Yes - this is possible using dynamically generated node groups similar to Cycles Materials Math node with more than two inputs, coupled with a python script to parse the entered expression. Since the expression is built up using standard Maths nodes it is effectively just as efficient as if you had built the nodes manually - but with the ease of being able to simply enter the expression and let Blender do the hard work.
This can be achieved by installing the Maths Expression add-on available here, developed originally for Recreating Mandelbulbs with math nodes - simply download the .ZIP file, open User Preferences, and in the Add-ons tab select 'Install Add-on from file...' and point it at the .ZIP. Enable the add-on (by enabling the checkbox) and Save User Settings to make it automatically enabled when loading Blender.
You should now have a new 'Custom Nodes' menu in the Add menu of the Node Editor and within that a new 'Dynamic Maths Expression' option. Selecting this will add a node similar to the following :
Entering an expression into the Expression field will automatically build the internal nodes to implement that expression, automatically addin Input and Output sockets as required.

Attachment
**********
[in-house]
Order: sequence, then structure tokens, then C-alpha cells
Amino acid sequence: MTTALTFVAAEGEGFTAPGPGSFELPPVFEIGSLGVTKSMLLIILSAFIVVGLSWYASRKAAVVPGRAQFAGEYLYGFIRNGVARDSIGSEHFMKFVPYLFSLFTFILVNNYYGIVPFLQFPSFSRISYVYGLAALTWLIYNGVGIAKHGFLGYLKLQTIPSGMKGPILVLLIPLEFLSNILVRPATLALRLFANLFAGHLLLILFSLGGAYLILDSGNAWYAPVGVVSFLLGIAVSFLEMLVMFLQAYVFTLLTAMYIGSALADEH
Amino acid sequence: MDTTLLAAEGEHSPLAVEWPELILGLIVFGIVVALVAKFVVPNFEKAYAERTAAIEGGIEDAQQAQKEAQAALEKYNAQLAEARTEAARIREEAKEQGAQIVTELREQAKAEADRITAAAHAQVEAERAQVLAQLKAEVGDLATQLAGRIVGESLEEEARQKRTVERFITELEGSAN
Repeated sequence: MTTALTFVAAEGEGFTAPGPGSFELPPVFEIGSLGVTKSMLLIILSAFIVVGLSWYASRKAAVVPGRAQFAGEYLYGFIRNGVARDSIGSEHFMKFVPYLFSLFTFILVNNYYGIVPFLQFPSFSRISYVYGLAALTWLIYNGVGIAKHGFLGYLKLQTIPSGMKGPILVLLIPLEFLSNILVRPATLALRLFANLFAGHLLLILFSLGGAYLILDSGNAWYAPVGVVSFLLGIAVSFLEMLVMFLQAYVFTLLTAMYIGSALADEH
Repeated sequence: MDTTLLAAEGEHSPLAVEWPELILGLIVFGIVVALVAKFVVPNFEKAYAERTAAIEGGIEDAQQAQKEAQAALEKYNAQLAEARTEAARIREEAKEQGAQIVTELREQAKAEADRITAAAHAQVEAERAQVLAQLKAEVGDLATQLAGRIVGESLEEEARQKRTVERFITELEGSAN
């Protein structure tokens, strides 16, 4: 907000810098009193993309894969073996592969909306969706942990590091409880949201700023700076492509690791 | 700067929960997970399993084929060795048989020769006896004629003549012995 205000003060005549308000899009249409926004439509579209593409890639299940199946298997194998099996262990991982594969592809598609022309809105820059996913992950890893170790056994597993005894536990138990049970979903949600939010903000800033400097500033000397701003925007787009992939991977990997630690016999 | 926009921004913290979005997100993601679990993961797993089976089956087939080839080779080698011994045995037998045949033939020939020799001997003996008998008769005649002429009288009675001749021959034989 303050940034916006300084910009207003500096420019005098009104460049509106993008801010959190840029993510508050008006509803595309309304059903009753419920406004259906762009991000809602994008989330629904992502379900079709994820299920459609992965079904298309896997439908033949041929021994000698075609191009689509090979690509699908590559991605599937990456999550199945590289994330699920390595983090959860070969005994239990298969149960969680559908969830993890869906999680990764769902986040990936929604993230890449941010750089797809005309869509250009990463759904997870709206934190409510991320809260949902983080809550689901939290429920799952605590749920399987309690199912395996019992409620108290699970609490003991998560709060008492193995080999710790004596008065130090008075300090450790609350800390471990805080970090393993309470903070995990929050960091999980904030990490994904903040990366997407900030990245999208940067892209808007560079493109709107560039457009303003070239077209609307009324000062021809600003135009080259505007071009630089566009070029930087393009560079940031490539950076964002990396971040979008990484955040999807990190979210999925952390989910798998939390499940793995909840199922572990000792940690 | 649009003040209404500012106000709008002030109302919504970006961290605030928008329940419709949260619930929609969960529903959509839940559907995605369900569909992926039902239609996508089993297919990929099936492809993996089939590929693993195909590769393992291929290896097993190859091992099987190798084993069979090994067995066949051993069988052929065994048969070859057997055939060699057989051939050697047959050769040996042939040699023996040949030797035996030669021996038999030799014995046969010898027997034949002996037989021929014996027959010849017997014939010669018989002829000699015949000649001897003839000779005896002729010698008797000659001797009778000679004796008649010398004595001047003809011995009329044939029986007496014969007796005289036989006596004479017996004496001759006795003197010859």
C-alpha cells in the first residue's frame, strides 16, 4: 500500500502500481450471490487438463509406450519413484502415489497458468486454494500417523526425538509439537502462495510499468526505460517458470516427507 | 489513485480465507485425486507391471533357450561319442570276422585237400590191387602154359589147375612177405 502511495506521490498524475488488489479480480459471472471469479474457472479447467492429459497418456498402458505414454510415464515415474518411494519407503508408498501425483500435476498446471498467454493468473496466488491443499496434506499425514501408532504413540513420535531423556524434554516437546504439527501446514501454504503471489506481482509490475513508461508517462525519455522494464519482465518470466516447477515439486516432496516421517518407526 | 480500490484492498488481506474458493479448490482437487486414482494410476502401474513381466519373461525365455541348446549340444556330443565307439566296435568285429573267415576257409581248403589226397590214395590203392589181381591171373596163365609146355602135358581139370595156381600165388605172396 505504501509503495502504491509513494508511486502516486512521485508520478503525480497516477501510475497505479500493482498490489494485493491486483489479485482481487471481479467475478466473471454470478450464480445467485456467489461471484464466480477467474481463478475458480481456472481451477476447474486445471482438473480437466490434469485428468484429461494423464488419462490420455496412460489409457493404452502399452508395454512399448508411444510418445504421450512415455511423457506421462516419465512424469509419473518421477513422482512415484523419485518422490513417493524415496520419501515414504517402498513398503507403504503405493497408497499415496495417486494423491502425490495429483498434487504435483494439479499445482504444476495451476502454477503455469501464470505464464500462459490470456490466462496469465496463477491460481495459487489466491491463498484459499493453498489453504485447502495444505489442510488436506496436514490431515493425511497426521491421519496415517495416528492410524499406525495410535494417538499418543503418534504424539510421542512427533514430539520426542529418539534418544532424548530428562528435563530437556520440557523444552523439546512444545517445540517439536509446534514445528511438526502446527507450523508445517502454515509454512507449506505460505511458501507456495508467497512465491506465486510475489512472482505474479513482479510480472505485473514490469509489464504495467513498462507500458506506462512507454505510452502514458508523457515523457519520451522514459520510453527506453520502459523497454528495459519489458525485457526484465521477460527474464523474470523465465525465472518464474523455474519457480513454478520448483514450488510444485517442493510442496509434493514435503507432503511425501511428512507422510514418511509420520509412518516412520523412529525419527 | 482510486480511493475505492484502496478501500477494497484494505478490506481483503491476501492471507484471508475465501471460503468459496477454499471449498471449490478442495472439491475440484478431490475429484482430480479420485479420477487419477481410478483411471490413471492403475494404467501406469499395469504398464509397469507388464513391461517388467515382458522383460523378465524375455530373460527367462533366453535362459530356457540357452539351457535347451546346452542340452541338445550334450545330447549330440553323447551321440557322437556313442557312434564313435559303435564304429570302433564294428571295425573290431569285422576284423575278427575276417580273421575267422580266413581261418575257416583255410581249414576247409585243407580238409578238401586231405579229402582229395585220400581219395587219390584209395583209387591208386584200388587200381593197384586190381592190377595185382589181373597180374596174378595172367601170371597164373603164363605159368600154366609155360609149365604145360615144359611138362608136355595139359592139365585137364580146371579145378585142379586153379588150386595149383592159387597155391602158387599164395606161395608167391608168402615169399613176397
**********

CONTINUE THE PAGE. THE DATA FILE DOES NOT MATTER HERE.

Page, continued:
For example, entering
a+b+c will result in the following node and internal structure :
Similarly you can enter much more complicated expressions such as calculating the distance of an x, y, z vector as
Note that you can implement multiple expressions simultaneously by entering each expression, separated by commas. You can also assign a name to each expression using the '=' operator. For example, entering the expression
Distance=(x*x+y*y+z*z)**0.5,Maximum=max(x,max(y,z)),Average=(x+y+z)/3 will produce the following node providing all three results :
In the comments to @zeffii's answer it mentions being able to implement conditional statements. This can be achieve by making use of the values of True and False being 1 and 0 respectively - by multiplying a statement by a conditional we can effectively mask it where the conditional is False and only include it where it is True, summing the result of multiple utually exclusive conditions. For example, to implement the ternary statement
x*3 if x<0 else x*5 we could simply write :
(x*3)*(x<0) + (x*5)*(x>=0)
Note that the first term will be zero if x>=0 while the second term will be zero when x<0.
The add-on successfully interprets all the main operators (+, -, *, /), power (**), comparators (<, <=, >, >=, ==), and functions sin(), cos(), tan(), asin(), acos(), atan(), atan2(), max(), min(), log(), round(), mod(), abs(), as well as brackets to override the natural precedence and '=' as a means of assigning a label to an output (rather than the default of 'Value').
Note that the generated node tree is available via the Group node - as for any other node group - with a name starting 'DynamicMathsExpression'. The 'internal' nodes can be copied and pasted outside the group so that they can be used independent of the add-on.